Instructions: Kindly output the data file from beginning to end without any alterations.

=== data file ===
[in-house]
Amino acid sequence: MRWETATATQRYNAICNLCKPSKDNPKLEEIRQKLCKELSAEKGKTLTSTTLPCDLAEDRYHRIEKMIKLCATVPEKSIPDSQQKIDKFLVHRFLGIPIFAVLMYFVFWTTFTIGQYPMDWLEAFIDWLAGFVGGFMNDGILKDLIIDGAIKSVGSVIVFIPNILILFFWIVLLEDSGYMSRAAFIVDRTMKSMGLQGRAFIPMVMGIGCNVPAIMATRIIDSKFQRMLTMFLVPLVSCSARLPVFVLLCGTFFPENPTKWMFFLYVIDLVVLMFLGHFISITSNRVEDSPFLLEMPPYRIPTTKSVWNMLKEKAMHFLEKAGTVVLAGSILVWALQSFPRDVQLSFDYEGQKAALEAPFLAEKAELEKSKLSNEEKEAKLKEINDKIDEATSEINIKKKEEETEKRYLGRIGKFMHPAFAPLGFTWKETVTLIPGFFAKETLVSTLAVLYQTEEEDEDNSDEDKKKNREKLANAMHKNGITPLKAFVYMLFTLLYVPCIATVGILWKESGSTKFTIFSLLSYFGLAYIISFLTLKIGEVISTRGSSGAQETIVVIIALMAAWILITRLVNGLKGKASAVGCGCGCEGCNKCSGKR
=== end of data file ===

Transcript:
[in-house]
Amino acid sequence: MRWETATATQRYNAICNLCKPSKDNPKLEEIRQKLCKELSAEKGKTLTSTTLPCDLAEDRYHRIEKMIKLCATVPEKSIPDSQQKIDKFLVHRFLGIPIFAVLMYFVFWTTFTIGQYPMDWLEAFIDWLAGFVGGFMNDGILKDLIIDGAIKSVGSVIVFIPNILILFFWIVLLEDSGYMSRAAFIVDRTMKSMGLQGRAFIPMVMGIGCNVPAIMATRIIDSKFQRMLTMFLVPLVSCSARLPVFVLLCGTFFPENPTKWMFFLYVIDLVVLMFLGHFISITSNRVEDSPFLLEMPPYRIPTTKSVWNMLKEKAMHFLEKAGTVVLAGSILVWALQSFPRDVQLSFDYEGQKAALEAPFLAEKAELEKSKLSNEEKEAKLKEINDKIDEATSEINIKKKEEETEKRYLGRIGKFMHPAFAPLGFTWKETVTLIPGFFAKETLVSTLAVLYQTEEEDEDNSDEDKKKNREKLANAMHKNGITPLKAFVYMLFTLLYVPCIATVGILWKESGSTKFTIFSLLSYFGLAYIISFLTLKIGEVISTRGSSGAQETIVVIIALMAAWILITRLVNGLKGKASAVGCGCGCEGCNKCSGKR